Creationism and intelligent design should be given the same status as evolution in the classroom according to 29% of teachers in a poll by Teachers’ TV (2008). While half of those polled considered otherwise, some 89% thought it should be discussed if raised in a science lesson. Such views from the metaphorical ‘chalk face’ no doubt reflect the reality of the classroom but resources geared to facilitate this are sparse indeed.
Nor are such views confined to teachers. In a survey of the UK population some 27% considered that intelligent design should be taught alongside evolution in science lessons. (Lawes 2009). A recent survey among churchgoers revealed that 61% thought that creationism should be taught as part of science in schools (Village 2011). An even greater percentage believed that it should also feature in Religious Education teaching.
Professor Michael Reiss (2010), a distinguished educationist, estimates that 10 – 15% of people in the UK accept the record of the Bible or Quran on creation and therefore a similar proportion of state school pupils are likely to believe this. In schools with a strong Christian or Muslim ethos the percentage holding such a belief will be greater; in the Christian Schools Trust member schools, for example, it is as high as three-quarters of the teenage pupils (Baker 2009, Table 7.1).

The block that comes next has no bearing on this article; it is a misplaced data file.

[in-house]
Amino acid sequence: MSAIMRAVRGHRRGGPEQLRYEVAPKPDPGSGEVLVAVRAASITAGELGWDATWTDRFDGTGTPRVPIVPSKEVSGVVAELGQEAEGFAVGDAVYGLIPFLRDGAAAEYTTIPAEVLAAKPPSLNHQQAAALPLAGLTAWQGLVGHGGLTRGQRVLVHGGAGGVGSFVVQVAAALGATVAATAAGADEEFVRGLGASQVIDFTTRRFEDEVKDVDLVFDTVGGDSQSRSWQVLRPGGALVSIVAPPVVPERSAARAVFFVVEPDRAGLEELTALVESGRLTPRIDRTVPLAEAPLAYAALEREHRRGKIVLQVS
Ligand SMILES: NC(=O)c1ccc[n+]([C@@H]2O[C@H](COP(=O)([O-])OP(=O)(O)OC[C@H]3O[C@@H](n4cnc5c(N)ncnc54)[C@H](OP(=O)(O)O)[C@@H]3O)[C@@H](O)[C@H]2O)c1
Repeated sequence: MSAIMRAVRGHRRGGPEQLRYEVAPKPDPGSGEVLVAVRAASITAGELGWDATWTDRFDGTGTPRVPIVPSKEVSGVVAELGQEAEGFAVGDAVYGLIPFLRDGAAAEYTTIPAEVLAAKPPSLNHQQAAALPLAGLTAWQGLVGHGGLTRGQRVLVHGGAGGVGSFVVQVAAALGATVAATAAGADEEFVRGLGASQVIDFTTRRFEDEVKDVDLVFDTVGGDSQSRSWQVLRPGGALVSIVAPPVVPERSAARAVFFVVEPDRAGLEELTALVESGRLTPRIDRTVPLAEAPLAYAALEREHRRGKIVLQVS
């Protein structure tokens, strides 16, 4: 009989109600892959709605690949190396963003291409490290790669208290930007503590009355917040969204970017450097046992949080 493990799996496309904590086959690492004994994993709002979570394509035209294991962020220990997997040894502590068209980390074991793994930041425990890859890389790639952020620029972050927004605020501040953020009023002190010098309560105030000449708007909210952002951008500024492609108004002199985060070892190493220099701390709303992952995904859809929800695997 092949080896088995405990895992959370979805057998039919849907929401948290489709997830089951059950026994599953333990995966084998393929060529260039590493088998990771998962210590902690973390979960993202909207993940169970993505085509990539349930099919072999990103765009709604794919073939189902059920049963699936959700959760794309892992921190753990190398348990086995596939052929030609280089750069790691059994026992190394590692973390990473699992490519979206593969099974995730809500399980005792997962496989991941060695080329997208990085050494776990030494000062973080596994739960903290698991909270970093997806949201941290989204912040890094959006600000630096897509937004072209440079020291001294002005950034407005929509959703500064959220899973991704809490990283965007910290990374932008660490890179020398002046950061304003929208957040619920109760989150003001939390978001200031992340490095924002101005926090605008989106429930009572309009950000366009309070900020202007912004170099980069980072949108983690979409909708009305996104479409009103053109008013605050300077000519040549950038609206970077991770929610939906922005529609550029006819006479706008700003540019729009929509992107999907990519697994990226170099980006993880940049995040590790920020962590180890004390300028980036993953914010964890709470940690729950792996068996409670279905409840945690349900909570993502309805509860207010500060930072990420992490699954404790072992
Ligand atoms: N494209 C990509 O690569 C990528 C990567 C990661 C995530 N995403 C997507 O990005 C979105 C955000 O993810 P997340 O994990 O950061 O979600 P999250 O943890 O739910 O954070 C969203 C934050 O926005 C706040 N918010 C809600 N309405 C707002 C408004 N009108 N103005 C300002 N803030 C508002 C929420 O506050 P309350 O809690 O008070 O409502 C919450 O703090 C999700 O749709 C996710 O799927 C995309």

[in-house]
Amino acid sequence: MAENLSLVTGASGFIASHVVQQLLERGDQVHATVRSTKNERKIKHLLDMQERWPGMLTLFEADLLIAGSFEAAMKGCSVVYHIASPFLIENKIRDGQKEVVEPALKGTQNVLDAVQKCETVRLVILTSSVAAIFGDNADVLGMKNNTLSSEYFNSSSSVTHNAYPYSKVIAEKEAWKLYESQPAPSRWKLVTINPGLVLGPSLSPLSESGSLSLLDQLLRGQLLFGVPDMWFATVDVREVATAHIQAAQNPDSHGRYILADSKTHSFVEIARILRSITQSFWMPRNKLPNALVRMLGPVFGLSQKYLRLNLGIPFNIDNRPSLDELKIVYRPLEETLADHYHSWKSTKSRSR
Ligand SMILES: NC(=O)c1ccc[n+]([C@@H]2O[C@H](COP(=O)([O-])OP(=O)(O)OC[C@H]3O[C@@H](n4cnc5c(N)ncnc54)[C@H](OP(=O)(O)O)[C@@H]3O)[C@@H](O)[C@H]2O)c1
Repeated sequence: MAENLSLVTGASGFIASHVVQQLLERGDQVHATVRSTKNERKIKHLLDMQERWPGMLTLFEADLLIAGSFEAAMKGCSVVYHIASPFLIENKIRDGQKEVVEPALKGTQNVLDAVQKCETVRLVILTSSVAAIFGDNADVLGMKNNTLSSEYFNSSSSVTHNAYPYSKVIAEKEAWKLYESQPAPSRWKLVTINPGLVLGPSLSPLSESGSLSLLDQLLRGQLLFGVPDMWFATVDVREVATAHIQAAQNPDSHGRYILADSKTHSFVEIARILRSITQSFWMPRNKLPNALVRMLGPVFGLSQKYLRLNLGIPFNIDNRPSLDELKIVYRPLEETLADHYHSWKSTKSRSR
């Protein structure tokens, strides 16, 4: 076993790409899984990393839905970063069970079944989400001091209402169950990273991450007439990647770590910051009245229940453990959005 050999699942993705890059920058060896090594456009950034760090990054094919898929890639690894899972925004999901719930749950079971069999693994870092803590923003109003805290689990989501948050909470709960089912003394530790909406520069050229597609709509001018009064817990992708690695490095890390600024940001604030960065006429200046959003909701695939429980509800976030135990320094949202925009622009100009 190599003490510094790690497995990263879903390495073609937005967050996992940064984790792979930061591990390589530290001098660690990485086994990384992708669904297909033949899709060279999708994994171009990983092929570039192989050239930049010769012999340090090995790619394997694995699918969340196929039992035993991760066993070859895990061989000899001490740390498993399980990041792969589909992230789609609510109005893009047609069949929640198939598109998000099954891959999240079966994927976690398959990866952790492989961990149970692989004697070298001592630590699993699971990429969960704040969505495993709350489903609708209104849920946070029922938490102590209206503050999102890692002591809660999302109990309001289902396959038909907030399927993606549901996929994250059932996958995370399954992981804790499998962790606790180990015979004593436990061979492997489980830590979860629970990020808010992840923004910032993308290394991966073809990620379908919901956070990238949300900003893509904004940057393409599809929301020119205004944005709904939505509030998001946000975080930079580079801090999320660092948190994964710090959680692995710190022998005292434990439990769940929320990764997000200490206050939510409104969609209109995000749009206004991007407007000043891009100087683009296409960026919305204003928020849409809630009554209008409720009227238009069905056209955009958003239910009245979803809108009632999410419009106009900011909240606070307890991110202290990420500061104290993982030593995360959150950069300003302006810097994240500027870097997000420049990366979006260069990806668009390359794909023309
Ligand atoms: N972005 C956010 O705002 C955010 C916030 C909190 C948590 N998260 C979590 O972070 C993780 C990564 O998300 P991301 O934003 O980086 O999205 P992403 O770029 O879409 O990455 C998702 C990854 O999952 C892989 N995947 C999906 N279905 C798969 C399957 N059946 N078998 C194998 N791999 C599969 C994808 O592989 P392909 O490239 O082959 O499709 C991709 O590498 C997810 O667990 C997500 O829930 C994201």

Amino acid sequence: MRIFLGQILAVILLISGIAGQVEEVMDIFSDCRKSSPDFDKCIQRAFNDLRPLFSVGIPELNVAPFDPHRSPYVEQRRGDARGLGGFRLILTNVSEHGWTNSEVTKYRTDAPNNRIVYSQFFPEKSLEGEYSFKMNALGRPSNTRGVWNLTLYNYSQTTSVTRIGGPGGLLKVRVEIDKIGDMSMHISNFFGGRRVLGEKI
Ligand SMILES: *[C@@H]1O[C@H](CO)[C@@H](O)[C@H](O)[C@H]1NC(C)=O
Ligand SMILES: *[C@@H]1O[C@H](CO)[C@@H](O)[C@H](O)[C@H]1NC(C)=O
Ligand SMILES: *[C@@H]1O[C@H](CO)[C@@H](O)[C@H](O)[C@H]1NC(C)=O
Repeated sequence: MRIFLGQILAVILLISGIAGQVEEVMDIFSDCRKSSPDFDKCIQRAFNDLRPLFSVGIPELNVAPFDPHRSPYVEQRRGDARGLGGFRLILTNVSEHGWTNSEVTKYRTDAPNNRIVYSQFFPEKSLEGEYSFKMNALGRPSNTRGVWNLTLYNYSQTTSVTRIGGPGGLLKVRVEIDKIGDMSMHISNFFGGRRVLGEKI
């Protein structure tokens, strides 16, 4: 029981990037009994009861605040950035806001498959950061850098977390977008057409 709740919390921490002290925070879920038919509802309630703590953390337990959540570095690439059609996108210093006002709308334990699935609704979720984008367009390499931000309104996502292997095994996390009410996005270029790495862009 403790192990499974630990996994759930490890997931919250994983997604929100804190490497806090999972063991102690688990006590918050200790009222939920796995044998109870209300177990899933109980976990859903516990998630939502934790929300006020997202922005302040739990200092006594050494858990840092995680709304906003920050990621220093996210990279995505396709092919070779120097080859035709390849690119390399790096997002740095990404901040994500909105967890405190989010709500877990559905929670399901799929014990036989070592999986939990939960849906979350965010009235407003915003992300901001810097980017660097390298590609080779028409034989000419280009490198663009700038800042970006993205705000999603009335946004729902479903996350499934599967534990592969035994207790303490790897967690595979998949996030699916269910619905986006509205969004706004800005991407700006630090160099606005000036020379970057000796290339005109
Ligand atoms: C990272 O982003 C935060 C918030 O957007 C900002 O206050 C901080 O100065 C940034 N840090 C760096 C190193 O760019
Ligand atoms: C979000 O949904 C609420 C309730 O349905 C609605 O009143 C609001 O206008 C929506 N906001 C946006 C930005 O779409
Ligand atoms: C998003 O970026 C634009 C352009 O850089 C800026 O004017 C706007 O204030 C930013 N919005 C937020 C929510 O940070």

For a number of years there has been a vocal lobby from humanist and other groups opposed to the teaching of creationism and intelligent design in schools (for an excellent summary see Baker 2009, Section 4.6). As a result government guidance was given to teachers in state schools (DCSF, 2007). This supported teaching different beliefs about origins in Religious Education but indicated that creationism and intelligent design were not part of the science curriculum and should not be taught as science. It did not, however, rule out teaching about these issues should they arise in science lessons.
Michael Reiss, one of the authors of the guidance to schools (see Reiss 2010), consistently argues for creationism being dealt with in science classes, leaving teachers free to decide whether to raise it with their students or only if the issue arises. The strength of opposition to this view in the Royal Society led to his resignation as its Director of Education in 2008 (See Baker 2008; 2010). He had this to say recently:
“Creationism is therefore best regarded …. as part of a worldview; part, therefore, of a rich, in part self-referencing, conception of reality that is internally consistent and has very considerable power and force” (Reiss 2011).
Purpose of the website
The World Around Us virtual museum provides a science resource for secondary school teachers and students. It allows them to take the statutory evolutionary curriculum beyond purely materialistic and naturalistic interpretations. Based mainly on recent discoveries published in mainstream science journals, it also provides an...